Are car manufacturers responsible for your repairs?

How far does a car maker’s responsibility go? Should they worry about cars once the warranty expires? How fair are they to the growing group of second and third owners of their cars?

A while ago I bought a second hand freezer for 60. It was three years old, working perfectly well and the price of a new one was about 180. Bargain. Two years later, a red warning light and an ominously damp chicken announced that Something Was Wrong. Inspection revealed that the compressor had given up – a bit unusual for a five year old freezer, but one of those things I suppose. Getting someone to fit a new compressor would be about 100 and really wasn’t worth it, so off we went to the local electrical stores in search of a new one before all the fish fingers melted.

One thing that didn’t occur to me was to get in touch with the manufacturer and demand that they repair the freezer, free of charge. Few people would think that a reasonable expectation. And yet, to many people it doesn’t seem unreasonable for a car. Increasing numbers of us expect car manufacturers to make repairs free of charge to cars that are five years old or more, and which have changed hands maybe several times. Is that reasonable? Well, sometimes it is and sometimes it isn’t. And I don’t just mean that it’s reasonable when I have the problem, but unreasonable when you have it. The fact is that consumers have one set of expectations and car makers have another. The results are mistrust, a worsening reputation for the motor trade as a whole and a widespread, and often unjustified belief that car manufacturers shirk their responsibilities. Much of this bad feeling could be avoided if there was a simple set of guidelines that everyone understood – and some trust and openness from the manufacturers.

With a fridge or a cooker, the maker can give a guarantee of one or three or five years or whatever, but know that at the end of that period he’s off the hook. No more comebacks. If the doors fall off or the machinery starts playing up a day later, tough. They only guaranteed that the thing would carry on working for that long and not a day longer. Of course, you can take out the manufacturer-approved gold-plated peace of mind extended warranty and extend the life forever, or for as long as you remember where you put the paperwork. But if you didn’t, well, it’s a couple of hundred quid or so, which can be a significant jolt to the family finances, but it doesn’t send them into meltdown.

Cars aren’t white goods – even white ones

However, cars remain much more of an outlay, even when they’re six or seven years old. And the price of repairs doesn’t fall with the value of the car – it goes up. The important bits of your motor are put together from ready assembled chunks shipped in from other factories. Engine, gearbox, brakes, suspension, they tend to be made and supplied complete by outside companies. Repairs increasingly mean changing the whole part that was supplied. And because, in the main, dealers set their own price for spare parts, the cost of those spares can be two or three times what the factory paid. In fairness, they have overheads, factories buy them by the thousand and so on. But, the result can be a computer or a pump that might cost the manufacturer, say 300, or 3% of the price of a 10,000 car. If it packs up when the car’s six or seven years old, it might cost twice that from a dealer. Add on labour to fit it and the job might cost 1,000 or more – typically about 30 per cent to 40 per cent of the value of the car. If the part is needed for the MOT – for example the ABS computer or pump – that sort of repair bill can effectively write off the car. That’s when people go looking for someone to pay the bill.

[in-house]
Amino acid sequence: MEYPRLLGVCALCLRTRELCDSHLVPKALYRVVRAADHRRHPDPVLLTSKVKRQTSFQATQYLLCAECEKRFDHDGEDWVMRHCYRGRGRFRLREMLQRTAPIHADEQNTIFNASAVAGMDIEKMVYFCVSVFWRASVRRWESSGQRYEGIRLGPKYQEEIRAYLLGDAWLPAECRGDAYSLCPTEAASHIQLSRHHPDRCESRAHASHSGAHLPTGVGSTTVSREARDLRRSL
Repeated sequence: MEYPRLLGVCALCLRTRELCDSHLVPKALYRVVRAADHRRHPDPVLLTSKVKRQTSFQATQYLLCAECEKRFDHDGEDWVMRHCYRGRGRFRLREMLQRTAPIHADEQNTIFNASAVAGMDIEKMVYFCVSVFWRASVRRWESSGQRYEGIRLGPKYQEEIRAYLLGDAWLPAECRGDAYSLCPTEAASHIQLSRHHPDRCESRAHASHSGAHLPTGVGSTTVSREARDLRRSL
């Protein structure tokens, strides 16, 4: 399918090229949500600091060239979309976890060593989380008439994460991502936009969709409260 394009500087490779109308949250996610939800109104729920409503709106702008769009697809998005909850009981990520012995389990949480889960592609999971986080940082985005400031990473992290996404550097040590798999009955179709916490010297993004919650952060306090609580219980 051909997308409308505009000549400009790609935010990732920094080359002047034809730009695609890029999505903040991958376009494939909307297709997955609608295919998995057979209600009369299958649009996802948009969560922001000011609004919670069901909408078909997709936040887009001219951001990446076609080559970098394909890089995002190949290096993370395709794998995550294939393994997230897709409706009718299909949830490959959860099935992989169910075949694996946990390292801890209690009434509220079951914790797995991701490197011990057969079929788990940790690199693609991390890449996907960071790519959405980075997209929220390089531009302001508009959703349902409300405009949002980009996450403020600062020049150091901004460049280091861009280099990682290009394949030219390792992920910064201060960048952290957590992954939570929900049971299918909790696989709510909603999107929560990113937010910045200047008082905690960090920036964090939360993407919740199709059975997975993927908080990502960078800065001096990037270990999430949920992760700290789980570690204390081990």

Now, car makers can legitimately argue that you can do the same extended warranty thing for your car. For at least ten years we can all get cover for unexpected repair bills, offered by dealers or any one of many insurers. So, are the car manufacturers off the hook after their warranty runs out as well? If you choose not to pay to extend the warranty, is it just tough luck?

When the owner should pay up and stop grumbling

Well, I’m sure they would love me to say that it is, and for some problems I think that’s right. We can leave aside safety issues, because we are all protected by VOSA, the government’s vehicle safety regulators, for any potentially dangerous faults, whatever the age of the car. For other problems, the fact is that when you make complicated things by the tens of thousands, there will always be some that go wrong. For almost every component on a car, there will be a few examples that will fail during the life of the model. This type of random failure is really just bad luck.

If the car is still under warranty, the manufacturer covers the cost of repair, but it is certainly not reasonable to expect them to cover every component for the life of the car. Once the warranty runs out, owners have the opportunity to take out insurance in the form of a mechanical warranty to cover the cost of any unexpected repairs. If owners decide not to pay for the insurance it is quite fair that they should pay for the repair. In the event of this situation, they can try to find affordable Riverside car repair specialists (if that’s where they live) to get their vehicle repaired properly.

However, that does not mean the manufacturers have no responsibility for the car once it’s out of warranty – even when it’s in the hands of the second or subsequent owner. Sadly, most have a huge reluctance to admit that any of their cars might have a fault. In the world of the internet and rapid exchange of information between car owners, this sort of behaviour makes ostriches look far sighted.